Yesterday, I got into a very charged – but now that I reflect on it much-needed – conversation with a friend and coworker who is an active feminist about rape culture and how it ties into gender inequality. She initially shared with me the following petition being circulated to address an incident of rape culture involving a fraternity at the University of Vermont. (http://www.thepetitionsite.com/1/end-rape-culture-now—shut-down-sigma-phi-epsilon-vermont-gamma/).
Now, I won’t make the claim to be a fraternity expert. Joining a fraternity has never appealed to me in the past, and my stance is still unchanged. Still, I have been fortunate enough to have dated an ex who was an active sorror at one point during her relationship. It was very informative going with her to some of the sorror events and learning the history and getting a sense of why it was appealing to her. Personally, I enjoyed all of the sorror events I got a chance to tag along to. They really had a homely chill feel to it, and were always very women-empowering, which always my whistle.
It is what makes the incident involving the fraternity above so striking. Many feminists will tell you that battling chauvinism and misogyny daily is standard operating procedure. There is nothing cool about gender inequality, especially when it comes to the hotly contested battleground of women’s bodies and access to them. Add it the layers of class, ethnicity and sexual orientation, you have as complex a social justice issue as there is.
What made our conversation in the office so charged was how varied our stances on how to address the issues of gender inequality were. Being a woman, her biggest issue is that men don’t come to women to ask what their opinions, thoughts and feelings are on the issues in a truly genuine and transformative manner. She stated clearly that such a discussion needs to happen on an individual and collective basis. She reminded me of how heavy weight such introspection is, and that level of introspection MUST take place before a man can try to walk in a woman’s shoes and empathize with her experience. She talked with great sadness and frustration about dealing with the feelings of constantly being disrespected and not taken seriously as the standard fare that feminists in both her own spheres of advocacy and across the board deal with constantly.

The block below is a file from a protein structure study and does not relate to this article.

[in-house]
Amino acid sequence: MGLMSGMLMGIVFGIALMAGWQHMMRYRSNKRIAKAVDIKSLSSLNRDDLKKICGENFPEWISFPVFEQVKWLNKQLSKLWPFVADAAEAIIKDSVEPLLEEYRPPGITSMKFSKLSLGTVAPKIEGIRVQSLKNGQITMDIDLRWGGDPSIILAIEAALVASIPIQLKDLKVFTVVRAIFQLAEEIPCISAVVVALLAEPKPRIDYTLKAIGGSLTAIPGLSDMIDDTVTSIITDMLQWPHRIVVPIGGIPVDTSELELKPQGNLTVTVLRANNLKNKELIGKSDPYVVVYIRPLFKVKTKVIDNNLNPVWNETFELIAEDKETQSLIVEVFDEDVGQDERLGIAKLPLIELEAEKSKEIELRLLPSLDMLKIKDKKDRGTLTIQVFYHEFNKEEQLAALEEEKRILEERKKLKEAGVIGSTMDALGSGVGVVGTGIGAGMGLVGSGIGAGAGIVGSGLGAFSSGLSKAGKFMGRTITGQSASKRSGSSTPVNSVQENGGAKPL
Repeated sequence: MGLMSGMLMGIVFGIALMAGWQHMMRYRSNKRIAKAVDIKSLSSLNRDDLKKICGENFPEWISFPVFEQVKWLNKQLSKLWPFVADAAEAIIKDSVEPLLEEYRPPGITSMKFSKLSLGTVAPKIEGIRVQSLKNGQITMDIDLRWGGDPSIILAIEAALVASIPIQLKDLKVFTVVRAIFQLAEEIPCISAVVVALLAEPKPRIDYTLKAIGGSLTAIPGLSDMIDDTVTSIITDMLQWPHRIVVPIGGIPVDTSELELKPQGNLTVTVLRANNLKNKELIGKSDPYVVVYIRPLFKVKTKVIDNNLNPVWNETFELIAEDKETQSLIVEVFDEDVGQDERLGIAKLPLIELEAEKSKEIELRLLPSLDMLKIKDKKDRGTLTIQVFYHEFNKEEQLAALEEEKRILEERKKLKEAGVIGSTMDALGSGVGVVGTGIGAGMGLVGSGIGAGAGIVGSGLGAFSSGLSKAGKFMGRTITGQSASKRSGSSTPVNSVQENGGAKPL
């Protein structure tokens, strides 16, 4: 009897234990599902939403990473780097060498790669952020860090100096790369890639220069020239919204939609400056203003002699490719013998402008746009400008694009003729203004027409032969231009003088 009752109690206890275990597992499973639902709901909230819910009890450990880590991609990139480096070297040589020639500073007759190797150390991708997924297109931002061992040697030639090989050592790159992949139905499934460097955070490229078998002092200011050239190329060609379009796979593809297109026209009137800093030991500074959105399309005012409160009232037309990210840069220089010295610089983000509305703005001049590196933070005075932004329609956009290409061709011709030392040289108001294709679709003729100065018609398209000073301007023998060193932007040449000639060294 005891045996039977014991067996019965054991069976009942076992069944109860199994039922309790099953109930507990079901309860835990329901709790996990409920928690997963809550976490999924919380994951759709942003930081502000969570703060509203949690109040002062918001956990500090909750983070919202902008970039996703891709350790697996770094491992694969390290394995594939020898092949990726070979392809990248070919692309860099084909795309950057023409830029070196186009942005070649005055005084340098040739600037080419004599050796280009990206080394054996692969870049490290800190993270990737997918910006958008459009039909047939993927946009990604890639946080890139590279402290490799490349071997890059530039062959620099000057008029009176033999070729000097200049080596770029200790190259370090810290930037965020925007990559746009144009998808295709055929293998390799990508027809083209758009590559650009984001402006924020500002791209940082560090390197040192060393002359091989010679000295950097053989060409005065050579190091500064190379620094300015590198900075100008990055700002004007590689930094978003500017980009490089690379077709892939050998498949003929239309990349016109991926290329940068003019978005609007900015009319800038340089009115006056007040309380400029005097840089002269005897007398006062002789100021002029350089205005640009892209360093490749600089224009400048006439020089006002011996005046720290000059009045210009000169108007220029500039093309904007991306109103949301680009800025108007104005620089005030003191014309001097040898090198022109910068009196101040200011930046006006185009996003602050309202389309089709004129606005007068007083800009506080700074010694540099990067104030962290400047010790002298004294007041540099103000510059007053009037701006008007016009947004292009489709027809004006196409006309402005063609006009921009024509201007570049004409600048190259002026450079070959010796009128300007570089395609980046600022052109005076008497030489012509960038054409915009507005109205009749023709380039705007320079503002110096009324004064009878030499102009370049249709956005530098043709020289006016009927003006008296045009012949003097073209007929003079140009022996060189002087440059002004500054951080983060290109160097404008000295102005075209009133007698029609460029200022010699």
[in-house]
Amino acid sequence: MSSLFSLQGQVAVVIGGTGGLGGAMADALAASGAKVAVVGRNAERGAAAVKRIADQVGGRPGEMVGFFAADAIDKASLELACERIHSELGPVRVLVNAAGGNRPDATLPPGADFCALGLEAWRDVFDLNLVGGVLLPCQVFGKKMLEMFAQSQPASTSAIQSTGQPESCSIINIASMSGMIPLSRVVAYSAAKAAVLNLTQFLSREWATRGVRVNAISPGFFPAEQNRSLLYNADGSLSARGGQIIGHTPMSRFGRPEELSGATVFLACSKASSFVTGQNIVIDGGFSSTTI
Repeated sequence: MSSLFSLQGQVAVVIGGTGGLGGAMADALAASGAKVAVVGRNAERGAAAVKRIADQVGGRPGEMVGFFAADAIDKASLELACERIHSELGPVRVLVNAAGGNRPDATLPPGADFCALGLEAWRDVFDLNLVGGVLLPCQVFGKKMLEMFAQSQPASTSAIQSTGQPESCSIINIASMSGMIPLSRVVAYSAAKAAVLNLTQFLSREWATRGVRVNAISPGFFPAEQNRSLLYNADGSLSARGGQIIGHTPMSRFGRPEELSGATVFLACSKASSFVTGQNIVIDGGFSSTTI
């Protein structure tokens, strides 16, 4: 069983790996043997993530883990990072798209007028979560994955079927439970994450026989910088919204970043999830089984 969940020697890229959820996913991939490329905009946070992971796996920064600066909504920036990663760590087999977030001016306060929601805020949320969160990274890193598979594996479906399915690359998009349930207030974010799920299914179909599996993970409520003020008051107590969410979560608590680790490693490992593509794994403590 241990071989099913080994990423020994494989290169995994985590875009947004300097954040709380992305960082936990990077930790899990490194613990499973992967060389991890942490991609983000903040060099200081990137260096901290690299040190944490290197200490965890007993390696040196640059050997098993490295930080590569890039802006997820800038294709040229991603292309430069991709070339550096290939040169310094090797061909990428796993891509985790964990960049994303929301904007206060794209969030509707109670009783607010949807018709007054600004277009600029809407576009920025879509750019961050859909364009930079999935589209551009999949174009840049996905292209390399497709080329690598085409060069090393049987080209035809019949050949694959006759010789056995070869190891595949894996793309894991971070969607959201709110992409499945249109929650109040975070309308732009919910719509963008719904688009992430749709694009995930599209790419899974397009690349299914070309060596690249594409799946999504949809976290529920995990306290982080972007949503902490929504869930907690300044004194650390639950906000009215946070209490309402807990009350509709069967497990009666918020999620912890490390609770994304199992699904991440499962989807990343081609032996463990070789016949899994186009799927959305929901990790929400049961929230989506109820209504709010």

Now, being a male I can only speak from my experience and conclusions I’ve from works I have read. I am of the opinion that men have to become involved in the fight for gender equality at some point – especially men of color. If one takes the lens from a power perspective, it will require the power of all women + power wielded by men of color in order to fully force change and counteract the efforts of the designers and benefactors of the current patriarchal system: white, heterosexual males. In the meantime as the advocacy continues, it is important work on improving our relationships with women in our own groups based on class, ethnicity and sexual orientation. Do I know when and how men should get involved in this discussion? No. But I firmly believe that it is a key point that has to happen.
It was a hard conversation to have, but ultimately a healthy and much-needed one. I could see where we differed, and how we struggled to not lose it as emotions started to run high. The one thing I will say is that my friend here was as cool as could be, expressing herself in manner in which people from all genders could understand, empathize and appreciate.
Honestly, who is to say which needs to happen first – men’s involvement, or both gender’s introspection of what it means to really understand a woman’s perspective? I certainly have no answers, but can agree firmly that both occurrences need to happen, along with the constant evaluation and reformation of relationships that come with such heavy lifting. Those to me are two examples of some of the many things that may need to be addressed to achieve true gender equality.
Perhaps what we really need to do is let the women decide the order or the priorities and when should men get involved after all.
Women do bring a lot to the table and are often more than those draconian “barefoot and pregnant” archetypes that have been so pervasive historically and still are present currently. History has been littered with countless exploits or women as true equals in terms of their advocacy and achievements. Yet women’s contributions are often taken for granted and women’s issues can still be as easily dismissed today as it was in the past in many cultures. Because gender inequality predominantly affects women, they ultimately should be the primary sources lumination, reflection and benefactors of improving gender relations and securing gender equality.
As I reflected on the train ride home one thing stood out the most from our conversation as I examined my own feelings of being uncomfortable and weighed down by the heavy nature of such discourse. She reminded me that at the end of the day that we shouldn’t take women’s voices for granted. What women bring to the table is as unique and equally valued as men. No man has a right to access a woman’s body without her consent, and vice versa. Fraternity brothers should treat their sorrors as sisters and equals, not easy marks for conquest.